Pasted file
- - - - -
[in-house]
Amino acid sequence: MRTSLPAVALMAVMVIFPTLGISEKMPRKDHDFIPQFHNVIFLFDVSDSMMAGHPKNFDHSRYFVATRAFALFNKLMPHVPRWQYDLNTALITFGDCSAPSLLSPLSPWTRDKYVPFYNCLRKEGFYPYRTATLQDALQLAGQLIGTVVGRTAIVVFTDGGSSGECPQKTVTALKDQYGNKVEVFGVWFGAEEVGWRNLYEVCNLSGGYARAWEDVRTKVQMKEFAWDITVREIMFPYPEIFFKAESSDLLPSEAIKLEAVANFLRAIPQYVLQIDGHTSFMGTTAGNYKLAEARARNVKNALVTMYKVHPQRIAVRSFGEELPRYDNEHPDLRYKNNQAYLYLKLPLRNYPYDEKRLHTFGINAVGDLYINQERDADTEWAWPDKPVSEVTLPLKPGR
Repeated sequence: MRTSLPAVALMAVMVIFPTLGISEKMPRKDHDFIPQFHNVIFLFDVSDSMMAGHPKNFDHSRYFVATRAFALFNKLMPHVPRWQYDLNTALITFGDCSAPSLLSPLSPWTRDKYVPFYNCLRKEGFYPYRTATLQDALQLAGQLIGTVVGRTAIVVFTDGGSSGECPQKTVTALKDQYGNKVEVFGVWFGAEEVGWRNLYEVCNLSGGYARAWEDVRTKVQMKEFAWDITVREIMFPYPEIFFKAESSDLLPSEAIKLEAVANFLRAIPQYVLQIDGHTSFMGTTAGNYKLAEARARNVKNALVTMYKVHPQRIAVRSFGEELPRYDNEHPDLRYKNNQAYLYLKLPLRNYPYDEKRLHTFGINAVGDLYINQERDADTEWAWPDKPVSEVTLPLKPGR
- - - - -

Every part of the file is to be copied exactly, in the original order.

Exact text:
[in-house]
Amino acid sequence: MRTSLPAVALMAVMVIFPTLGISEKMPRKDHDFIPQFHNVIFLFDVSDSMMAGHPKNFDHSRYFVATRAFALFNKLMPHVPRWQYDLNTALITFGDCSAPSLLSPLSPWTRDKYVPFYNCLRKEGFYPYRTATLQDALQLAGQLIGTVVGRTAIVVFTDGGSSGECPQKTVTALKDQYGNKVEVFGVWFGAEEVGWRNLYEVCNLSGGYARAWEDVRTKVQMKEFAWDITVREIMFPYPEIFFKAESSDLLPSEAIKLEAVANFLRAIPQYVLQIDGHTSFMGTTAGNYKLAEARARNVKNALVTMYKVHPQRIAVRSFGEELPRYDNEHPDLRYKNNQAYLYLKLPLRNYPYDEKRLHTFGINAVGDLYINQERDADTEWAWPDKPVSEVTLPLKPGR
Repeated sequence: MRTSLPAVALMAVMVIFPTLGISEKMPRKDHDFIPQFHNVIFLFDVSDSMMAGHPKNFDHSRYFVATRAFALFNKLMPHVPRWQYDLNTALITFGDCSAPSLLSPLSPWTRDKYVPFYNCLRKEGFYPYRTATLQDALQLAGQLIGTVVGRTAIVVFTDGGSSGECPQKTVTALKDQYGNKVEVFGVWFGAEEVGWRNLYEVCNLSGGYARAWEDVRTKVQMKEFAWDITVREIMFPYPEIFFKAESSDLLPSEAIKLEAVANFLRAIPQYVLQIDGHTSFMGTTAGNYKLAEARARNVKNALVTMYKVHPQRIAVRSFGEELPRYDNEHPDLRYKNNQAYLYLKLPLRNYPYDEKRLHTFGINAVGDLYINQERDADTEWAWPDKPVSEVTLPLKPGR